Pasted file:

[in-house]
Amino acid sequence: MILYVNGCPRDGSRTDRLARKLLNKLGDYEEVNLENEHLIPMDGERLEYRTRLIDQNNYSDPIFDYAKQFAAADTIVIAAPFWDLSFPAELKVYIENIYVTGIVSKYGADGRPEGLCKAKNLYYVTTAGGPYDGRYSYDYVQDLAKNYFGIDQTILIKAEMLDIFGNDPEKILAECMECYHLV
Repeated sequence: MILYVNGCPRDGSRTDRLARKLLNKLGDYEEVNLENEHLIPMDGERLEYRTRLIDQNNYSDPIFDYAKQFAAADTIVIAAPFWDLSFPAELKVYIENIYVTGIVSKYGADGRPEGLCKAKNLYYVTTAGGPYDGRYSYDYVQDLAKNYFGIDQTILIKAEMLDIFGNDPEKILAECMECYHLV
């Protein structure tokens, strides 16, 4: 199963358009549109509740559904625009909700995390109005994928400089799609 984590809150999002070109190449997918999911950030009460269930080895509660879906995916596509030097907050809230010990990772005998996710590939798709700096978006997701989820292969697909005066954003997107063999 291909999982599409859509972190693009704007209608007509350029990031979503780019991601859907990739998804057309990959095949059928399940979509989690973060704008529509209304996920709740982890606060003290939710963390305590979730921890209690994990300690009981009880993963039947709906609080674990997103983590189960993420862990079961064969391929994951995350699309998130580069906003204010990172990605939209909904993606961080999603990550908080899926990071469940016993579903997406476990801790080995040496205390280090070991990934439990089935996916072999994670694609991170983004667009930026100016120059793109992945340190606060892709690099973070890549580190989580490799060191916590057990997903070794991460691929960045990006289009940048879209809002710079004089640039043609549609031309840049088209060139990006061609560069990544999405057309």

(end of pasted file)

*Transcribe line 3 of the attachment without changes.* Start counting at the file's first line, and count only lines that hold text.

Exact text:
Repeated sequence: MILYVNGCPRDGSRTDRLARKLLNKLGDYEEVNLENEHLIPMDGERLEYRTRLIDQNNYSDPIFDYAKQFAAADTIVIAAPFWDLSFPAELKVYIENIYVTGIVSKYGADGRPEGLCKAKNLYYVTTAGGPYDGRYSYDYVQDLAKNYFGIDQTILIKAEMLDIFGNDPEKILAECMECYHLV